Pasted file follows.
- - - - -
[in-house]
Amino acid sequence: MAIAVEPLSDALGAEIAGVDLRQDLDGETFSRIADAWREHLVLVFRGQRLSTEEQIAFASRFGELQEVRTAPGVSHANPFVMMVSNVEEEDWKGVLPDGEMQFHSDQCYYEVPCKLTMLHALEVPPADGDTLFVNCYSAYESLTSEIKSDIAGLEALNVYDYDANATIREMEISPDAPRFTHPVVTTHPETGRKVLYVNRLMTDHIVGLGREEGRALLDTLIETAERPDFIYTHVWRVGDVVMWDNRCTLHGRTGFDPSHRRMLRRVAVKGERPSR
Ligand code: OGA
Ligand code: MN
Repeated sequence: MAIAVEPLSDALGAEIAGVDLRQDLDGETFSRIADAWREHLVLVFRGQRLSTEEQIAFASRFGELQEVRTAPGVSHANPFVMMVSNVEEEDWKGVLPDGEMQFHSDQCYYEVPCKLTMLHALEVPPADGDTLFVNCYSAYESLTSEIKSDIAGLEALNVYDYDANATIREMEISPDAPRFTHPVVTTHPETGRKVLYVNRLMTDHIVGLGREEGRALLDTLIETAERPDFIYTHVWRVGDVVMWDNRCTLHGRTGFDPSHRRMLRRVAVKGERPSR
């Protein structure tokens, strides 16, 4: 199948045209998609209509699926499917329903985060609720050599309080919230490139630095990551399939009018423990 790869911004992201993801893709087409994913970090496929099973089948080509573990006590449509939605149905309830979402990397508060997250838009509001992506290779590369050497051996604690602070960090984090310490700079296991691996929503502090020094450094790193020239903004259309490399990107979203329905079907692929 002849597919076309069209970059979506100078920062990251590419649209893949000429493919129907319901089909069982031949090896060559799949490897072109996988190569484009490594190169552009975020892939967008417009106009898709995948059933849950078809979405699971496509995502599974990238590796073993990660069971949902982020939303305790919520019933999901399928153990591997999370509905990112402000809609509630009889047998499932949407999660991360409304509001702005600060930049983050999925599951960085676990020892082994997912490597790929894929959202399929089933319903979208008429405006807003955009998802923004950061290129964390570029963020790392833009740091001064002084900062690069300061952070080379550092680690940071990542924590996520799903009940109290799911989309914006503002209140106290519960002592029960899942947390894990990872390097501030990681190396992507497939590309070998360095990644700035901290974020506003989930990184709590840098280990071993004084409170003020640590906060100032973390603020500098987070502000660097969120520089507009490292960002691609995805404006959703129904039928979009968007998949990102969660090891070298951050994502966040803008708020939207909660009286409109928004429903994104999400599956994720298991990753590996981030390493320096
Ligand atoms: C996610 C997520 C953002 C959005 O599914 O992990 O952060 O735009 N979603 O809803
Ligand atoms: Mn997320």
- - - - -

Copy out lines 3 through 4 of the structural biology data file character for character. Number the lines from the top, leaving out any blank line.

Ligand code: OGA
Ligand code: MN